La Récréation de Musique, and 1764

Our concert on Saturday 14 June commemorates the 250th anniversary of the death of two French composers, Jean-Philippe Rameau and Jean-Marie Leclair. It's given by the exciting Baroque group "Follia", led by harpsichordist Yeo Yat Soon, who was brought up in Tunbridge Wells.

To book tickets at the discounted price of just £10, click here http://www.ticketsource.co.uk/date/109190.

It was on or about 23 October 1764, in Paris, that the renowned violinist and composer Leclair was found mysteriously murdered, at the age of 67. Six weeks earlier, Rameau has died of a fever. And among the other deaths in Paris that year were those of Madeam de Pampadour, Louis XV's mistress, described by Voltaire as "a beautiful woman, in the midst of a splendid career", and the Parisian poet Pierre Charles Roy, who had made an enemy of Rameau by writing a critical poem about him.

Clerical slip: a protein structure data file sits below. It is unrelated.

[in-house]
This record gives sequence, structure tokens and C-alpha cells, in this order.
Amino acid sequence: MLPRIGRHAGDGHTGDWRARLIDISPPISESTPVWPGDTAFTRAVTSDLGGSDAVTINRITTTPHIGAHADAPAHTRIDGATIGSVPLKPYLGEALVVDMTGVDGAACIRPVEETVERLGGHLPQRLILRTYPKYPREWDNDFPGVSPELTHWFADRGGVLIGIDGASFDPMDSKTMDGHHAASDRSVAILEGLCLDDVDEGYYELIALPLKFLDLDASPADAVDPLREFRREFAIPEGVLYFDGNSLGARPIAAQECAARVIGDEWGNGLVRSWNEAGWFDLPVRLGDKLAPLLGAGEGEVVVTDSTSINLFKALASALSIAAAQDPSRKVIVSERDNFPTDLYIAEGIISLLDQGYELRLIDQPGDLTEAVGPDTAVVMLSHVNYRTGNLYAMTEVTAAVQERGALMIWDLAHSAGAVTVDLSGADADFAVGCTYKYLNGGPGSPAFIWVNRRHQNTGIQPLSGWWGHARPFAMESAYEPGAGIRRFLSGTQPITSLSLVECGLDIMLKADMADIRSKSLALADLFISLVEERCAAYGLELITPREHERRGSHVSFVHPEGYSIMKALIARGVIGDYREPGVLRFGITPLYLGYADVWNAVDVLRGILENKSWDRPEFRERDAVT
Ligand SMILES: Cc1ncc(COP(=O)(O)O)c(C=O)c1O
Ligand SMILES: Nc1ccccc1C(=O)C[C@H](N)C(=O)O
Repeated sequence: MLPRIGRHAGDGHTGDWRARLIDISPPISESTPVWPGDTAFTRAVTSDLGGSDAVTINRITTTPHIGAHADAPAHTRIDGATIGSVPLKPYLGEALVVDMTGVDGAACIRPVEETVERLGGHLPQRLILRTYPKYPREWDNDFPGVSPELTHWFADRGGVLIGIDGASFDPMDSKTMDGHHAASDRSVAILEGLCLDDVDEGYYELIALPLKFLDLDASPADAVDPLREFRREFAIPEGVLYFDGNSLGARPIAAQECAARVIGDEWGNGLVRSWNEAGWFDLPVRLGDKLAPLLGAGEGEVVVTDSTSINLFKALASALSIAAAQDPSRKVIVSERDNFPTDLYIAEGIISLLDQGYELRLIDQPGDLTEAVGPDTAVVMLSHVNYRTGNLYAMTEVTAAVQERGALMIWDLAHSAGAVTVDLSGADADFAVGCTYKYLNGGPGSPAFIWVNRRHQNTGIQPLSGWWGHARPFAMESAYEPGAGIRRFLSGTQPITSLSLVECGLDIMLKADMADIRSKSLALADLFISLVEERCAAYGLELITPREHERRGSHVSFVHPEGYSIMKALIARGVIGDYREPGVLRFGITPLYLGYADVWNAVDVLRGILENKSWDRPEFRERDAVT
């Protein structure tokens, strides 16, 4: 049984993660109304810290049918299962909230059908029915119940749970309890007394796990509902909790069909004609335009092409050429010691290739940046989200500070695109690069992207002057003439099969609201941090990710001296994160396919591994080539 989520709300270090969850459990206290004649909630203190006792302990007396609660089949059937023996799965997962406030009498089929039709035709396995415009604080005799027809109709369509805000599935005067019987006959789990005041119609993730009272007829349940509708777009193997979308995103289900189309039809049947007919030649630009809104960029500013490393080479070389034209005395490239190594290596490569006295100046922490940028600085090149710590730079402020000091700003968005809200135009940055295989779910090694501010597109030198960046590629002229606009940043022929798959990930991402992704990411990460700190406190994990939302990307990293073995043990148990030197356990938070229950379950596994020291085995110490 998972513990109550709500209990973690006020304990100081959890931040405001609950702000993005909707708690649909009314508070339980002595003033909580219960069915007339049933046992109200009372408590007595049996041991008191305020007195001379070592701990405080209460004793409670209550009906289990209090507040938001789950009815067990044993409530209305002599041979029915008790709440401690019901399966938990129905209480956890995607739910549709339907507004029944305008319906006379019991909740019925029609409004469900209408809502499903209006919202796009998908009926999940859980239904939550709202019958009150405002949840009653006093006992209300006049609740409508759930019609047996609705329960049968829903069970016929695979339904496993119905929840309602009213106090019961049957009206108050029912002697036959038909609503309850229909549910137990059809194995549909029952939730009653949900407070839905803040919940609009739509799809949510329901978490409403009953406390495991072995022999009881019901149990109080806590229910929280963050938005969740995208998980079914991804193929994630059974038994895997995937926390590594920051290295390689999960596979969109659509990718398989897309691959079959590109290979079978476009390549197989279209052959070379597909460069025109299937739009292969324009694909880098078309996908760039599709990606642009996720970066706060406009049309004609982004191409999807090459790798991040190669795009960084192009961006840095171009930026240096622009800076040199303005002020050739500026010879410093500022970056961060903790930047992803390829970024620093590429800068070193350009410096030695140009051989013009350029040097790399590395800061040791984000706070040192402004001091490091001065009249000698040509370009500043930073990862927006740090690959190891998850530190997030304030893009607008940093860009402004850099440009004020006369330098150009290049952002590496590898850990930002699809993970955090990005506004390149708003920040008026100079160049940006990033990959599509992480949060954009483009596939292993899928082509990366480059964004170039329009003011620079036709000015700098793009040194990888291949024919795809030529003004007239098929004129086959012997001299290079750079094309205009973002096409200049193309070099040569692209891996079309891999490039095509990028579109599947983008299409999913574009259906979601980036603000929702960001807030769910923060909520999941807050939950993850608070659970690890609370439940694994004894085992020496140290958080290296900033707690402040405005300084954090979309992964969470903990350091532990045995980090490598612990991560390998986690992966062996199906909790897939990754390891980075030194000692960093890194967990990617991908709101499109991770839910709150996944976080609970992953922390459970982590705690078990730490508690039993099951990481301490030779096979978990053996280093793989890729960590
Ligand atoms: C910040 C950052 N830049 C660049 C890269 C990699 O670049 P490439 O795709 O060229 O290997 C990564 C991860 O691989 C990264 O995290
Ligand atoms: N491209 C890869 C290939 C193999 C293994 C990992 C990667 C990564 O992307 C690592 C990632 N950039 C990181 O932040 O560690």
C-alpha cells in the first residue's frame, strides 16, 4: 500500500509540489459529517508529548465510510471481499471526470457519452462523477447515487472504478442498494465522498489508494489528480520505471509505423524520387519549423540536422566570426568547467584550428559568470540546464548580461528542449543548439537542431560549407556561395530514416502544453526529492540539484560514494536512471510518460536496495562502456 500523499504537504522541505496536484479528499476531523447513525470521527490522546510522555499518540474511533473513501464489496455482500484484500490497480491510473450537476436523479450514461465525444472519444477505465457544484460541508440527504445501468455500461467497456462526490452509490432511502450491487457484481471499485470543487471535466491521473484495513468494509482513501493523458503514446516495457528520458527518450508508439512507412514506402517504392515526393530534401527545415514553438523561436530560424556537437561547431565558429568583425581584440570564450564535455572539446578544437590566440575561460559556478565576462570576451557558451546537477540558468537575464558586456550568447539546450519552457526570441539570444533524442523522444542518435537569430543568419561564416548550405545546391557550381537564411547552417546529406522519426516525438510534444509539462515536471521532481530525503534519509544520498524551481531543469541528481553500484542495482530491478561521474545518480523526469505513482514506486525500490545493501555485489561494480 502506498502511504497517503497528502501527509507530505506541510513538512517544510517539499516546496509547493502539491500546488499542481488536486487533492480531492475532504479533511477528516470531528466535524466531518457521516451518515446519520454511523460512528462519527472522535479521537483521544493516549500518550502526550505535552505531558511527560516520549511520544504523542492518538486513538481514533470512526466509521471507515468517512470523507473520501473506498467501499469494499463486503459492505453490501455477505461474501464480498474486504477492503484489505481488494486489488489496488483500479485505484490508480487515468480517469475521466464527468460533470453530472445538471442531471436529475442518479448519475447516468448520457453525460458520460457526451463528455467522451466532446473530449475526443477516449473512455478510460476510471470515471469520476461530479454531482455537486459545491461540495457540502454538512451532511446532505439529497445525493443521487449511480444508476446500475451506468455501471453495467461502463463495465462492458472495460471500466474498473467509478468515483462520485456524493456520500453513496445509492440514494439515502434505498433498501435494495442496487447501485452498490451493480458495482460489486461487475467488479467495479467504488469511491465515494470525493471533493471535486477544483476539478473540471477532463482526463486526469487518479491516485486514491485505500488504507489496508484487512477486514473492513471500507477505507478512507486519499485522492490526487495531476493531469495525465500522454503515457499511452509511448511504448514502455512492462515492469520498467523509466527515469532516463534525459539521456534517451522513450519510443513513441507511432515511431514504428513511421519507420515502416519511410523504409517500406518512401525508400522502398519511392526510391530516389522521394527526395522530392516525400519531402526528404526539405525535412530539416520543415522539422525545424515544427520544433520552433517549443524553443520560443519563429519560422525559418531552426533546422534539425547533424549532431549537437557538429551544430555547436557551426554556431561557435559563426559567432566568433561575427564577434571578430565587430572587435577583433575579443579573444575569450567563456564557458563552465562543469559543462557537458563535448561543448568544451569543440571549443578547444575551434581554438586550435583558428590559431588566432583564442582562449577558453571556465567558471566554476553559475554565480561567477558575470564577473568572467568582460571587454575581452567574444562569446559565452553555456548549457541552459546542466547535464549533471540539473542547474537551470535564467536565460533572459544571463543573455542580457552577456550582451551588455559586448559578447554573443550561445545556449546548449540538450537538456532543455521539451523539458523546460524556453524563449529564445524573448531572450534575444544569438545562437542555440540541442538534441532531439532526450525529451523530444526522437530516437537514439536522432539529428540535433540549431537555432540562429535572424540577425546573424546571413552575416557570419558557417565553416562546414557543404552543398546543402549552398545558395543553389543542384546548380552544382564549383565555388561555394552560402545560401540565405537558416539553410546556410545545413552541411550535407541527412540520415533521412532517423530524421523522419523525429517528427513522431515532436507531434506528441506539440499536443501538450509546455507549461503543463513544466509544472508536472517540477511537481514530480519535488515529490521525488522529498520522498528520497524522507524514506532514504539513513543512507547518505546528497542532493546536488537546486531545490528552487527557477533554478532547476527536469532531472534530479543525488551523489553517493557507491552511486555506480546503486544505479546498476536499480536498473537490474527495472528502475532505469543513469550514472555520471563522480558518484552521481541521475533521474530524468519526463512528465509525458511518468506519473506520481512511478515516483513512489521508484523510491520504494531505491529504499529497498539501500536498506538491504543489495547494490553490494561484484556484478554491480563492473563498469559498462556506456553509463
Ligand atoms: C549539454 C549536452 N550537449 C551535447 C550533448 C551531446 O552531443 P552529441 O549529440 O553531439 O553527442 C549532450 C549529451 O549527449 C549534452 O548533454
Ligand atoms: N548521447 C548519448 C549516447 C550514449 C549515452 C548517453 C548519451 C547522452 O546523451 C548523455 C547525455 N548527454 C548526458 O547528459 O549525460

In the same year, Voltaire published bu Philosophical Dictionary, and Walpole wrote The Castle of Otranto. Mozart visited Bach's youngest son, Johann Christaian, in London. Haydn, by then vice-kappellmeister for the Esterházy family, composed his 22nd symphony. Gluck wrote his most successful comic opera La rencontre imprévu in Vienna, a few years before moving to Paris for a while. And in Rome, Edward Gibbon was deciding to write a long book.

It may seem strange now, but in 18th century Paris music and what constituted 'good taste' were the subjects of enormous controversy and national argument, involving kings, philosophers, poets and musical theorists. Perhaps little of this is evident from the music itself in isolation, but I am sure that the music of the time will be brought to life in this concert, fresh as the day it was first heard.